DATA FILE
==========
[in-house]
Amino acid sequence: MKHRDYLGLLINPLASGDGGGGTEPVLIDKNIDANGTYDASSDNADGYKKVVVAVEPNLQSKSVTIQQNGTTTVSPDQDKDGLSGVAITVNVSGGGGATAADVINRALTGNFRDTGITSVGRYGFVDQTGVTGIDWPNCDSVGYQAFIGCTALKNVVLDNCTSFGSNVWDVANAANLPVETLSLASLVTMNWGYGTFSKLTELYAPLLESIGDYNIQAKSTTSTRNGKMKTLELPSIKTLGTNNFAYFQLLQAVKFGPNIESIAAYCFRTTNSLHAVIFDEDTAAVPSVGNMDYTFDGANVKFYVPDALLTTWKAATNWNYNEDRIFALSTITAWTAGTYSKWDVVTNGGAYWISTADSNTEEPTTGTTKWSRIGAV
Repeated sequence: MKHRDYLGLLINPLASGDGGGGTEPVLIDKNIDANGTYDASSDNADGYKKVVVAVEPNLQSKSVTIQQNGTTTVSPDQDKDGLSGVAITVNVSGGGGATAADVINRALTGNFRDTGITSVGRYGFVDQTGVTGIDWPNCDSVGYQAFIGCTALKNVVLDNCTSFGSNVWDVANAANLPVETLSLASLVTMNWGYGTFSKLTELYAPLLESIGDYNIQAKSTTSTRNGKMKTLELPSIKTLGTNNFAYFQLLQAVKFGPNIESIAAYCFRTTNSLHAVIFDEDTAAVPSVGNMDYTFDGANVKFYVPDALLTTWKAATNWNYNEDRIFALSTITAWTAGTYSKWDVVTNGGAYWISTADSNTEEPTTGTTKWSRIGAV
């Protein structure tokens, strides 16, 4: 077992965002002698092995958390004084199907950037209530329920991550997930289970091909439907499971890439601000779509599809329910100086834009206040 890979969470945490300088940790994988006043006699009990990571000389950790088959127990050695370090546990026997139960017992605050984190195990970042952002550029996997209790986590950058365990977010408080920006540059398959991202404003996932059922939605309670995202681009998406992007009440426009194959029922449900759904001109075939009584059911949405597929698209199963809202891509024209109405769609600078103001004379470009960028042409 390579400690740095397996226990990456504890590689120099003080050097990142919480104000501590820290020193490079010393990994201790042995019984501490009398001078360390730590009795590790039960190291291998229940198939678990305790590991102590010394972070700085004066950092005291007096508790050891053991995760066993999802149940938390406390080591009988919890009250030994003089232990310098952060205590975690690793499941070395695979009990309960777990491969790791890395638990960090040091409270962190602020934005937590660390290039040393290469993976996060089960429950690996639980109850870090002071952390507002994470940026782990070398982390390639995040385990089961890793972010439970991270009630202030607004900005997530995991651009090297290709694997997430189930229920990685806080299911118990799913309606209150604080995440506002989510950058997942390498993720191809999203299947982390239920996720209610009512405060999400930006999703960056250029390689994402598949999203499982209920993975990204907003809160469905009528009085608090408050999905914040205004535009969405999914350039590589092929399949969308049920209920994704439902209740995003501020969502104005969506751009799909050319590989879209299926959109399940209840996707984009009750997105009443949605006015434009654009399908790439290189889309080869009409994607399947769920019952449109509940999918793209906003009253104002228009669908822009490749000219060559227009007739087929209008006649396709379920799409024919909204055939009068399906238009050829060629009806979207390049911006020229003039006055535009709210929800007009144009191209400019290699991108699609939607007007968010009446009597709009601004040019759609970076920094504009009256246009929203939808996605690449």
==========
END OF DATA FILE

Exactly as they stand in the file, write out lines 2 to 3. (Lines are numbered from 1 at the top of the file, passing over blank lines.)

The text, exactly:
Amino acid sequence: MKHRDYLGLLINPLASGDGGGGTEPVLIDKNIDANGTYDASSDNADGYKKVVVAVEPNLQSKSVTIQQNGTTTVSPDQDKDGLSGVAITVNVSGGGGATAADVINRALTGNFRDTGITSVGRYGFVDQTGVTGIDWPNCDSVGYQAFIGCTALKNVVLDNCTSFGSNVWDVANAANLPVETLSLASLVTMNWGYGTFSKLTELYAPLLESIGDYNIQAKSTTSTRNGKMKTLELPSIKTLGTNNFAYFQLLQAVKFGPNIESIAAYCFRTTNSLHAVIFDEDTAAVPSVGNMDYTFDGANVKFYVPDALLTTWKAATNWNYNEDRIFALSTITAWTAGTYSKWDVVTNGGAYWISTADSNTEEPTTGTTKWSRIGAV
Repeated sequence: MKHRDYLGLLINPLASGDGGGGTEPVLIDKNIDANGTYDASSDNADGYKKVVVAVEPNLQSKSVTIQQNGTTTVSPDQDKDGLSGVAITVNVSGGGGATAADVINRALTGNFRDTGITSVGRYGFVDQTGVTGIDWPNCDSVGYQAFIGCTALKNVVLDNCTSFGSNVWDVANAANLPVETLSLASLVTMNWGYGTFSKLTELYAPLLESIGDYNIQAKSTTSTRNGKMKTLELPSIKTLGTNNFAYFQLLQAVKFGPNIESIAAYCFRTTNSLHAVIFDEDTAAVPSVGNMDYTFDGANVKFYVPDALLTTWKAATNWNYNEDRIFALSTITAWTAGTYSKWDVVTNGGAYWISTADSNTEEPTTGTTKWSRIGAV